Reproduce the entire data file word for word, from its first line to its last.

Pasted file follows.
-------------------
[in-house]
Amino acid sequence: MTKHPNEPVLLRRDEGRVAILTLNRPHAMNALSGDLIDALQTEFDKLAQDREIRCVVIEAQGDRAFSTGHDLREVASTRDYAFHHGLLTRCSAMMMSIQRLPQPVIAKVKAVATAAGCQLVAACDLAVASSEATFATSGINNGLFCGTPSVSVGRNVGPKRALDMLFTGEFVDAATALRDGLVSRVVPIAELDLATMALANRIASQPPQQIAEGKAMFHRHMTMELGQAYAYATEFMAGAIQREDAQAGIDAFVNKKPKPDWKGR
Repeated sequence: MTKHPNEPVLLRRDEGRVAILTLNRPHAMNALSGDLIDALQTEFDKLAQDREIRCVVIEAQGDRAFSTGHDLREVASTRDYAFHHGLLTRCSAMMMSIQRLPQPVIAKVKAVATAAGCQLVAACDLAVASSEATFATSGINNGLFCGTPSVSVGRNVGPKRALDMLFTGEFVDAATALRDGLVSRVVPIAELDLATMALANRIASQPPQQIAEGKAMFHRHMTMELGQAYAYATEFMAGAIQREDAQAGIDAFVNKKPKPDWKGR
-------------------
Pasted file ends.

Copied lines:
[in-house]
Amino acid sequence: MTKHPNEPVLLRRDEGRVAILTLNRPHAMNALSGDLIDALQTEFDKLAQDREIRCVVIEAQGDRAFSTGHDLREVASTRDYAFHHGLLTRCSAMMMSIQRLPQPVIAKVKAVATAAGCQLVAACDLAVASSEATFATSGINNGLFCGTPSVSVGRNVGPKRALDMLFTGEFVDAATALRDGLVSRVVPIAELDLATMALANRIASQPPQQIAEGKAMFHRHMTMELGQAYAYATEFMAGAIQREDAQAGIDAFVNKKPKPDWKGR
Repeated sequence: MTKHPNEPVLLRRDEGRVAILTLNRPHAMNALSGDLIDALQTEFDKLAQDREIRCVVIEAQGDRAFSTGHDLREVASTRDYAFHHGLLTRCSAMMMSIQRLPQPVIAKVKAVATAAGCQLVAACDLAVASSEATFATSGINNGLFCGTPSVSVGRNVGPKRALDMLFTGEFVDAATALRDGLVSRVVPIAELDLATMALANRIASQPPQQIAEGKAMFHRHMTMELGQAYAYATEFMAGAIQREDAQAGIDAFVNKKPKPDWKGR